After scorching drought, floods destroy lives in Somalia’s Baidao

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Aid agencies say more than 107,000 people have been affected by heavy rains

– ‘Our livelihoods were destroyed and now we have been hit by another disaster,’ says affected person

– Around 1.2 million people and 1.5 million hectares of productive land at high risk of flooding in Somalia

It was in the afternoon on Oct. 4 that heavy rains started in the city of Baidoa, which houses over 600,000 internally displaced people dependent on UN and other international humanitarian assistance.

The downpour affected shelters hosting a total of 86,700 displaced people across 136 sites throughout the city, which is the administrative capital of South West State.

The families affected by the heavy rains and floods had originally fled from their homes in other parts of the Horn of Africa country due to drought. Now it is amid rain, not drought, that they find themselves in a precarious situation.

Shariifo Mohamed, a 40-year-old mother of six. She is the manager of the Awodimow camp in Baidoa for internally displaced people and was herself displaced from her former home in the Lower Shabelle region.

Speaking to Anadolu, Mohamed said the rains were intense and the floods destroyed many makeshift houses, killing the little livestock they had left at the camp.

“We are stuck between a rock and a hard place because everyone who lives in this camp are people whose livelihoods were destroyed because of the drought. And now here again, we have been hit by another disaster,” Mohamed told Anadolu.

She said 58 households have been affected in her camp alone.

Ahmed Adan, a father of three, arrived in the camp just two months ago from the village of Beer Dhimbile after he could not continue working in the area controlled by Al Qaeda-link al-Shabaab insurgents.

Adan said he used to work as a charcoal trader but that the group banned the business.

“Before my arrival in this camp, I used to have a donkey cart and worked as a charcoal trader but al-Shabaab evicted me from my house and they burned my donkey carts,” he said.

Now, their new home has been destroyed in the recent floods, said Adan, mentioning that he and his wife and small children, the youngest of whom is less than a year old, had to stay on their feet for about 15 hours amid the floods and the rain.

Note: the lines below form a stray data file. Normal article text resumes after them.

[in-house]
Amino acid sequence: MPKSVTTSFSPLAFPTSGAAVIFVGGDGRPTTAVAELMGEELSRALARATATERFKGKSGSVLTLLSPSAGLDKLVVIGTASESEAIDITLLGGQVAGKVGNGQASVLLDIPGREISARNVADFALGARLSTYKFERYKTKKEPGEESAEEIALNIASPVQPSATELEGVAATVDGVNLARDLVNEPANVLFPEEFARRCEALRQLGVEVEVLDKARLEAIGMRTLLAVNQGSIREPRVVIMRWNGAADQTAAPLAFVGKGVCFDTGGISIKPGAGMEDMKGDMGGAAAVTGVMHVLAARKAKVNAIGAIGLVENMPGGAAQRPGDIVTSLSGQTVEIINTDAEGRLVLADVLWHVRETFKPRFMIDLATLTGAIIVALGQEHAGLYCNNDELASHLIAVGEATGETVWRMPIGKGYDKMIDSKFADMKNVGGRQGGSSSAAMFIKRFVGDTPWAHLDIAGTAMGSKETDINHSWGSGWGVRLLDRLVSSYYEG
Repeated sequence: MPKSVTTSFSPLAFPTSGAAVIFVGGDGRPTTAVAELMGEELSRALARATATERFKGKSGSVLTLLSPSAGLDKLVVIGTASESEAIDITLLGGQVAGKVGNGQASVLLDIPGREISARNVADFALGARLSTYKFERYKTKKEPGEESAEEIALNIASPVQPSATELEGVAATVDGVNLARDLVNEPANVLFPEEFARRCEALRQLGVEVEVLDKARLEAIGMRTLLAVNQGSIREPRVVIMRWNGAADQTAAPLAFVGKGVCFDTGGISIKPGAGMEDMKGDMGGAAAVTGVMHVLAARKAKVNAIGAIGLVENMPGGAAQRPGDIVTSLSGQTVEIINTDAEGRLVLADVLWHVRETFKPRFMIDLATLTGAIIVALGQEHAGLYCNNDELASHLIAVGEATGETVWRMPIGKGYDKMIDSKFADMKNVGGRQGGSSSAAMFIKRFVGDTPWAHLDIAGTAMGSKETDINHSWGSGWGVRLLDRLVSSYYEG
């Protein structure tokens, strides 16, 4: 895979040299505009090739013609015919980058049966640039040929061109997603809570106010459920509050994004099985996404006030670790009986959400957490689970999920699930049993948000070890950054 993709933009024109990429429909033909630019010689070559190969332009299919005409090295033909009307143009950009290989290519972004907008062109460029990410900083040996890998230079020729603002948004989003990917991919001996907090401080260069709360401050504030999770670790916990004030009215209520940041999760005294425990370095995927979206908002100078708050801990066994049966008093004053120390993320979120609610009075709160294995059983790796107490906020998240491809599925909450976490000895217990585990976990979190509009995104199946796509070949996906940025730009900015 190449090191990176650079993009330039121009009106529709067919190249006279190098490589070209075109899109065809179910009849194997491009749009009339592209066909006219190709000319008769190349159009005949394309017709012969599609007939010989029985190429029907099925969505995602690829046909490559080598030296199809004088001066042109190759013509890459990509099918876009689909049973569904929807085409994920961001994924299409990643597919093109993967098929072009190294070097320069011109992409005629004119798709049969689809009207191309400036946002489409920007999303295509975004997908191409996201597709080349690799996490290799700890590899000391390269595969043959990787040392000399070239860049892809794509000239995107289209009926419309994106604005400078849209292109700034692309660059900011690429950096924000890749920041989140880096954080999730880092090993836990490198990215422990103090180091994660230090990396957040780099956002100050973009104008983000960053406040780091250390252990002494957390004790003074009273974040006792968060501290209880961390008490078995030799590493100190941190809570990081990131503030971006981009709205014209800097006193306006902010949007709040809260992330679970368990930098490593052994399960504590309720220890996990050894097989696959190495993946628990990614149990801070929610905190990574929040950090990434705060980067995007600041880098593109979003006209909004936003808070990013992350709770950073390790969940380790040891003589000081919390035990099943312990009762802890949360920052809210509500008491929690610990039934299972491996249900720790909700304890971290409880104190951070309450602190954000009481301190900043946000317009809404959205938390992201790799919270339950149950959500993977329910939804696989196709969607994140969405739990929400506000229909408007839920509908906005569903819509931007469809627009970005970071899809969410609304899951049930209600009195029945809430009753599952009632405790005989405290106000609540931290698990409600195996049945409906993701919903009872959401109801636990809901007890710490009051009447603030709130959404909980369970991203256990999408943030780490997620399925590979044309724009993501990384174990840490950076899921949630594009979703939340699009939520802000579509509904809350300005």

He said their makeshift tent could not hold under the heavy rainfall, while the floodwaters rendered their mattress unusable and uncooked food inedible.

Adan added that, for a while, his two-year-old boy had gone missing during the floods.

“My neighbors found him and picked up while he was drowning. We had lost him while we were fighting to resist the floods,” he recounted, with tears in eyes.

Even before the flood, the internally displaced people in Baidoa were already facing many challenges, including lack of food, clean water, hygiene, protection, and non-food items.

Though the floodwaters have since abated, there is still high risk of an outbreak of waterborne disease, according to Abdinur Abdi Mohamed, a community health worker.

Baidoa Mayor Abdillahi Ali Watiin told Anadolu over the phone that more than 18,000 people affected by the flooding were members of vulnerable displaced communities.

He said the local municipality was working with aid agencies and the federal government to address the crisis and work on plans to reduce risks of further disasters, associated with this year’s El Nino event, forecast to hit Somalia.

El Nino refers to the warming of ocean surface waters in the central and eastern tropical Pacific. Its effects include additional warming and altered precipitation patterns, including drought and flooding.

Watiin noted the recent floods had killed at least three people and caused small-scale destruction.

“I was meeting with the community leaders, civil society, and aid workers as we speak now. We are speaking to relocating families who live in flood-prone areas because we need to prepare for El-Nino, not just the floods that have already caused havoc,” he said.

More than 196 open breakage points have been identified, including 170 on the Shabelle River and 26 on the Juba River that run through the region. These require immediate action in Somalia while 56 canal flooding points and 168 overflow points were also identified, according to the UN Food and Agriculture Organization.

Around 1.2 million people and 1.5 million hectares of productive land are at high risk of flooding in Somalia due to El Nino.